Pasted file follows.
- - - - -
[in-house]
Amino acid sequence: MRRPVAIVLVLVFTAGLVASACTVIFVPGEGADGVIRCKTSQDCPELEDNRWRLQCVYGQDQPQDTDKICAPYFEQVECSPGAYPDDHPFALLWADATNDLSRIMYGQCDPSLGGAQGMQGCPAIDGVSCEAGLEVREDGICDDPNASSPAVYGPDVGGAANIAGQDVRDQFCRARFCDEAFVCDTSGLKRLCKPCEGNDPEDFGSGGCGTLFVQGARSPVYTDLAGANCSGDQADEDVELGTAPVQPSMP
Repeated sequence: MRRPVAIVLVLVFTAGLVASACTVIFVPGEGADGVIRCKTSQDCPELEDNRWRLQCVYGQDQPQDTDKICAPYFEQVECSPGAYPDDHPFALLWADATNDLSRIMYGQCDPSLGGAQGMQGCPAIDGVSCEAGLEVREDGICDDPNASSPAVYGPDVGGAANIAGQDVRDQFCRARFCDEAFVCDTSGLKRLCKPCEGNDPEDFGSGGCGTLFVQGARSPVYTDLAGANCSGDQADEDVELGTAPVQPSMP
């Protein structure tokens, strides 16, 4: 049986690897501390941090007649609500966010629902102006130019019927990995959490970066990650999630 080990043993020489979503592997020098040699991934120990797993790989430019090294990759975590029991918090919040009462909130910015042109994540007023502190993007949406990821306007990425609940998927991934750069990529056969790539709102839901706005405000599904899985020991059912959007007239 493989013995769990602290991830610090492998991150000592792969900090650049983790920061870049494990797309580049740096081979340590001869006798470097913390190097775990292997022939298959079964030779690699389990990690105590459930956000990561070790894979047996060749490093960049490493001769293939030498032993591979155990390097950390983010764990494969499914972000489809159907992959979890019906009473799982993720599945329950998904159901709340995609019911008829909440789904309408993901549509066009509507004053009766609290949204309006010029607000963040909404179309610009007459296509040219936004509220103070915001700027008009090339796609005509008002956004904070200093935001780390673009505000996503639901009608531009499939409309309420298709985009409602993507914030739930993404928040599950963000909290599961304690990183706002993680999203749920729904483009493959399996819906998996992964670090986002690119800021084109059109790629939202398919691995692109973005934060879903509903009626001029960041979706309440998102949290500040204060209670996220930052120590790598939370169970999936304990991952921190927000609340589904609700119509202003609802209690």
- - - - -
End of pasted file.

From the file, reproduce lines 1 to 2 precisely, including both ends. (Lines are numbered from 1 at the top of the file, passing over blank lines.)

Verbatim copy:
[in-house]
Amino acid sequence: MRRPVAIVLVLVFTAGLVASACTVIFVPGEGADGVIRCKTSQDCPELEDNRWRLQCVYGQDQPQDTDKICAPYFEQVECSPGAYPDDHPFALLWADATNDLSRIMYGQCDPSLGGAQGMQGCPAIDGVSCEAGLEVREDGICDDPNASSPAVYGPDVGGAANIAGQDVRDQFCRARFCDEAFVCDTSGLKRLCKPCEGNDPEDFGSGGCGTLFVQGARSPVYTDLAGANCSGDQADEDVELGTAPVQPSMP